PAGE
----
Monday Matters (July 3, 2023)


The Collect read in church on July 2

 Almighty God, you have built your Church upon the foundation of the apostles and prophets, Jesus Christ himself being the chief cornerstone: Grant us so to be joined together in unity of spirit by their teaching, that we may be made a holy temple acceptable to you; through Jesus Christ our Lord, who lives and reigns with you and the Holy Spirit, one God, for ever and ever.  Amen.

These days, Monday Matters offers reflections on the prayers we say in church on Sunday, the collect of the day. We do this based on the conviction that praying shapes our believing, that what we pray forms us. We do this hoping that the prayers we say on Sunday will carry us through the week.

Standing on shoulders

Over the years, as I served as parish priest, I would chaperone lock-ins, events by which any number of rambunctious young people spend the night in the church. These events were wildly popular. Emphasis on wild. Sleep was apparently not on the agenda. I recall that each time I led one of these things, about 3am in the morning, I thought about alternative careers. Starbucks barista looked pretty good in those early morning hours. My role in this event was to make sure that everyone was safe, that no laws were broken, that the church was still standing in the morning.

In the course of these events, I made efforts to bring some spiritual component to the gathering, which sometimes was met with eye rolls from the teenagers, along with other forms of resistance. These efforts were not always successful.

One particular lock-in was held on the weekend closest to All Saints Day. I gathered the young people for a midnight eucharist. Because that was way past my bed-time, I invited the young people to offer the homily, answering this question: Who has been a saint in your life?

As we went around the circle, young people again and again cited a grandparent as a saint, a role model. The stories were sweet and powerful. I was impressed that I didn’t hear names you might expect: Mother Teresa or Nelson Mandela or Mahatma Gandhi. I mostly heard about saints who never gained fame. But they had shaped these young peoples’ lives. They had provided a foundation for these young people to grow spiritually. It made the lock-in effort totally worth it.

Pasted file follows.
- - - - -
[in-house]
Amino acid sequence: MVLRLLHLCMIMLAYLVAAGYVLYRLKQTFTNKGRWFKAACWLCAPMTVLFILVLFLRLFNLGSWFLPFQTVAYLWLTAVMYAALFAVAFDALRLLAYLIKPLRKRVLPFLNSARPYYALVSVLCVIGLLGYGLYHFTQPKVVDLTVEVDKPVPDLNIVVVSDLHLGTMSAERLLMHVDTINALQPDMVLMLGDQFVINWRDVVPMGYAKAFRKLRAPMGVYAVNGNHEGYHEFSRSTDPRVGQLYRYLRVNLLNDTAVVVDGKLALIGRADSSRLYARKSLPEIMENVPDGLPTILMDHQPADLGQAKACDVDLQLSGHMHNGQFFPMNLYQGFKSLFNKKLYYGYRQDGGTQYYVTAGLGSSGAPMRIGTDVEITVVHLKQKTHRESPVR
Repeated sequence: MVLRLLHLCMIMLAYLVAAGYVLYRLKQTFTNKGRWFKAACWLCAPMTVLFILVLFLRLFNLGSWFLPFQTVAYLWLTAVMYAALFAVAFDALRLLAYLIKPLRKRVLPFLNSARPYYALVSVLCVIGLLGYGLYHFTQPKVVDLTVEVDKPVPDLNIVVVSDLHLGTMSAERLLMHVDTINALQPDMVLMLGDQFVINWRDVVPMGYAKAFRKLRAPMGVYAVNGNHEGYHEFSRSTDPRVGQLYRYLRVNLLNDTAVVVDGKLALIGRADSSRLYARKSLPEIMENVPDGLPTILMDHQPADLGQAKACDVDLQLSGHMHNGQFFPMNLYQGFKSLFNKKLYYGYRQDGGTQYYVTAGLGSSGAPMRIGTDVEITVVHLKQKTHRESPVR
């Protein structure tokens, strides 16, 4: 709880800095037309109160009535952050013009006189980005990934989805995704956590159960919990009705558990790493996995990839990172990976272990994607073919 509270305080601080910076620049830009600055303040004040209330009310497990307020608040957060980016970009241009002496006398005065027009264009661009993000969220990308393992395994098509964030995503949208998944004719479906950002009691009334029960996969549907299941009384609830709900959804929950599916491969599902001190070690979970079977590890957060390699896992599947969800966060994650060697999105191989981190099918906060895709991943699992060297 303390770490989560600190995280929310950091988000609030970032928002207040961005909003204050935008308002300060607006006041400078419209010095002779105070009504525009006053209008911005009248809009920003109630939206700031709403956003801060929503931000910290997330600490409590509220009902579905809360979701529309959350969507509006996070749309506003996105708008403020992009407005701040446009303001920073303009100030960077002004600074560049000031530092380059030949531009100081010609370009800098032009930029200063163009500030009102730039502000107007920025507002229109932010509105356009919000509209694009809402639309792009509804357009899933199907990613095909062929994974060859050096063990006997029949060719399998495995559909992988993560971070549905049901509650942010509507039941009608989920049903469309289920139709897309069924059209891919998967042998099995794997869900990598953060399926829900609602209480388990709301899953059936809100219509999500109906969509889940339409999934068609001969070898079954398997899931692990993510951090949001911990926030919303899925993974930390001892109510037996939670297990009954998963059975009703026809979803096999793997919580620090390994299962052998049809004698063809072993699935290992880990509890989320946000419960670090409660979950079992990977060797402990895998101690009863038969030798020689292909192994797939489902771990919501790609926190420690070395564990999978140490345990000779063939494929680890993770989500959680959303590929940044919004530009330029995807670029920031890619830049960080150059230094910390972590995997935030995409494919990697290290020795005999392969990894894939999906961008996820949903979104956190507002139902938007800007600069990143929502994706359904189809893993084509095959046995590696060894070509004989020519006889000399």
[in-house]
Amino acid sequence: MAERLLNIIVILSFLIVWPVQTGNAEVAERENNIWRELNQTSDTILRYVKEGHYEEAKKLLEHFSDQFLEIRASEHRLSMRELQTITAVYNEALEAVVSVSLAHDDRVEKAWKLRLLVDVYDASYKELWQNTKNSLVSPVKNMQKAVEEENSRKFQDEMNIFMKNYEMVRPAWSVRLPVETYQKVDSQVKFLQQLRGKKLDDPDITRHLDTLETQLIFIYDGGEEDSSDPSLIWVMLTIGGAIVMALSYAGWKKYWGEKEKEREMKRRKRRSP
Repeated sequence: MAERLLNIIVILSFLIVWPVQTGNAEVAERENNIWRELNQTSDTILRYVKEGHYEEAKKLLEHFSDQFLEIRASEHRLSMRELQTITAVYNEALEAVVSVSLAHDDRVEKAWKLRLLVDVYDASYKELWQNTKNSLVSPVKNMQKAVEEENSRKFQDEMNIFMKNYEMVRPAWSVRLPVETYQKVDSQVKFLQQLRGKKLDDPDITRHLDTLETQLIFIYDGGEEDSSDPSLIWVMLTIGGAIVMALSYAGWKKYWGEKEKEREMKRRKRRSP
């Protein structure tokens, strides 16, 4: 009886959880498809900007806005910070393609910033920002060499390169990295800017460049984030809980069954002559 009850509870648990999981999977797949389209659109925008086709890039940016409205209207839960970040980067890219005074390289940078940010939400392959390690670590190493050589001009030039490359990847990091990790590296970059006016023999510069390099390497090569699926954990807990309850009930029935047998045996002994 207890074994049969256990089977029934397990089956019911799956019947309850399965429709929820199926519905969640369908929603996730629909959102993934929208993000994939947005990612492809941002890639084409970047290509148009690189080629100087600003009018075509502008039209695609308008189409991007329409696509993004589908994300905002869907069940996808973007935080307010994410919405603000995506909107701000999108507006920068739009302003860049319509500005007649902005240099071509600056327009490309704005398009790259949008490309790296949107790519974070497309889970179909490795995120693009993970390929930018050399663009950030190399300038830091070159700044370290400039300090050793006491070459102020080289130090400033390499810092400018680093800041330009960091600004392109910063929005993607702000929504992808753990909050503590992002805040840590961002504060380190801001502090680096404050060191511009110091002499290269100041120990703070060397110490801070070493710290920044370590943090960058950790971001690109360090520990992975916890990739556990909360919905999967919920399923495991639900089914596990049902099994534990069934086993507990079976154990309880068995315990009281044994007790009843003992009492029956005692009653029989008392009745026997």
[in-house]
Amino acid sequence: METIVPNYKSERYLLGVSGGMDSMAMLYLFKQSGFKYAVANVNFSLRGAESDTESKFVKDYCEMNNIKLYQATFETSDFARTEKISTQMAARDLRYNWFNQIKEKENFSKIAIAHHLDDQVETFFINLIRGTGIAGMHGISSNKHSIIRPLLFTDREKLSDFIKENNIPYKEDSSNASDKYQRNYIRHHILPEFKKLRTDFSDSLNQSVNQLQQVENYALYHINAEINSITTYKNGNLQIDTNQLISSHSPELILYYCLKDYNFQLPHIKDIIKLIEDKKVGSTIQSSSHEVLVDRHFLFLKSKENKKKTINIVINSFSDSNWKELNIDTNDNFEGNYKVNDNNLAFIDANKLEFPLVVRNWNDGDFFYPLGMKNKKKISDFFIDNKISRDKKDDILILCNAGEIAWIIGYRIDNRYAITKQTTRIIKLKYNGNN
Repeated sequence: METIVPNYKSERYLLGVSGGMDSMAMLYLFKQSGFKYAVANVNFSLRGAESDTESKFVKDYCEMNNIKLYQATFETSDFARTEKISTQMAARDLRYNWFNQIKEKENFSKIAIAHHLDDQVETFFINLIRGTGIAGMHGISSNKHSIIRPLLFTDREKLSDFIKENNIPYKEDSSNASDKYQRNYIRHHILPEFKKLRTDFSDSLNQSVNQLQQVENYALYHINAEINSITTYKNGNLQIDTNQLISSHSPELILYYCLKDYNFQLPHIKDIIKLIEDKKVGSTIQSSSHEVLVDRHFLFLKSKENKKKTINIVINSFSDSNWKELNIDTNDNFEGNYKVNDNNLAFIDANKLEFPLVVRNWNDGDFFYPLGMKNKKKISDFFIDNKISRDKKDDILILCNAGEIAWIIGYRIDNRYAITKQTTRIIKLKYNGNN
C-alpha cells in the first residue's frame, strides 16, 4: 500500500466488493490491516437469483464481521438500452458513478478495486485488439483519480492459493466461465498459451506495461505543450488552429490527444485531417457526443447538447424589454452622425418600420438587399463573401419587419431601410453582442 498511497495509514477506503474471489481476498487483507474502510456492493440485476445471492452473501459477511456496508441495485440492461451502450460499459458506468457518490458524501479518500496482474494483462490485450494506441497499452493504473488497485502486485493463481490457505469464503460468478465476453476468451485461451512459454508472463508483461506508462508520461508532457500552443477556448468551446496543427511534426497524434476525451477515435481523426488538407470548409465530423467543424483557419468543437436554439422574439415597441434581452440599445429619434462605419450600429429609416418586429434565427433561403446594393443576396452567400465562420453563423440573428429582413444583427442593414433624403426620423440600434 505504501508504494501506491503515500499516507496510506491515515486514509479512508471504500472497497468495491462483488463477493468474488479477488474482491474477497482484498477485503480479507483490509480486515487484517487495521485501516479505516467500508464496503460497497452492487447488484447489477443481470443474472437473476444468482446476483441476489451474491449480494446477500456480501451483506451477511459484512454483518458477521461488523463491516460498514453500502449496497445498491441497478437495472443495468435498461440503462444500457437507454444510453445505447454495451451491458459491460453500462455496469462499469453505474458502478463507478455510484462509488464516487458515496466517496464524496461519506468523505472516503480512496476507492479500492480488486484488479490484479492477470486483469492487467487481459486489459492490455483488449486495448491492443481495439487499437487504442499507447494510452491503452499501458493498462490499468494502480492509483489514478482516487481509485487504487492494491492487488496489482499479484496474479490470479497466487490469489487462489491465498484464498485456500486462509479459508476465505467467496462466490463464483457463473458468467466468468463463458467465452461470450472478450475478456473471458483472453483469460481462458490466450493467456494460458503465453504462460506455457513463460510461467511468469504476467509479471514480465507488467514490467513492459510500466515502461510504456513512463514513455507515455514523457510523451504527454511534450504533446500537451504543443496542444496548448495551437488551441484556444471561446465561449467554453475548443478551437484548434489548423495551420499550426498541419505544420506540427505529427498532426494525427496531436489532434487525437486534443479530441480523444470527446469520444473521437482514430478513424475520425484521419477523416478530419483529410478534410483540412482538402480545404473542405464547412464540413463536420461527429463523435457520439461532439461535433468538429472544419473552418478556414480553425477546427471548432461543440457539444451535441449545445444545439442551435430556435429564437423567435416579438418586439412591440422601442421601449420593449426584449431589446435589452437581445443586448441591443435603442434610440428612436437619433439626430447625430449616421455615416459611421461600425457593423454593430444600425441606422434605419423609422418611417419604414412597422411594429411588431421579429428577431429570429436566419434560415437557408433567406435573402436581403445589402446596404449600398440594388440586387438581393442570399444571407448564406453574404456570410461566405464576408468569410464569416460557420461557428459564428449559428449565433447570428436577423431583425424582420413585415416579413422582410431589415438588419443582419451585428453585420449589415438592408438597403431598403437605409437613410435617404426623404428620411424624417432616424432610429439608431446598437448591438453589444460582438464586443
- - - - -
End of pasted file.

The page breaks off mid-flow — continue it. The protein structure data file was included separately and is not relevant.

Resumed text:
Spiritually speaking, we stand on the shoulders of those who have gone before, who have modeled for us what it means to put faith to work in the world. That goes all the way back to the characters in the Hebrew Scriptures. (For instance, Abraham has always been a teacher and guide for me.) And throughout the centuries, saints have shown us what courage looks like in the face of great opposition, resistance and persecution. Some were world famous. Others, not so much. I wonder which biblical characters, which saints throughout church history, have been that kind of guide for you.

The collect heard in church yesterday speaks of the foundation of apostles and prophets, folks who have paved the way, shown the way, lived the way of love. The collect continues to use the metaphor we noted last week, making reference to a foundation, a holy construction project. We find ourselves living our life of faith in a great communion of time, a great global communion. Yesterday’s collect asks that we’ll do so in a spirit of unity (even if it’s not a spirit of agreement or uniformity or unanimity). We’re asked to recognize how others have helped us grow in faith, how others have helped us build our faith.

Take time today to think about who those people have been in your life. On whose shoulders do you stand? Offer thanks for them. If they are still around, you might want to send a note of thanks for their help along the way. I’m certain that would be well-received. It might be a source of great encouragement.

Then think and pray about how you might be part of this building process, how you can help someone else. Who might that be in your life this week?

As I write, I’m waiting to hear about the arrival of my third grandchild. I hope and pray that I can help that person build a life of faith. I hope and pray they will have people in their life who will do that. And I hope and pray they survive any future lock-in, and that they will show mercy to their chaperones.

-Jay Sidebotham

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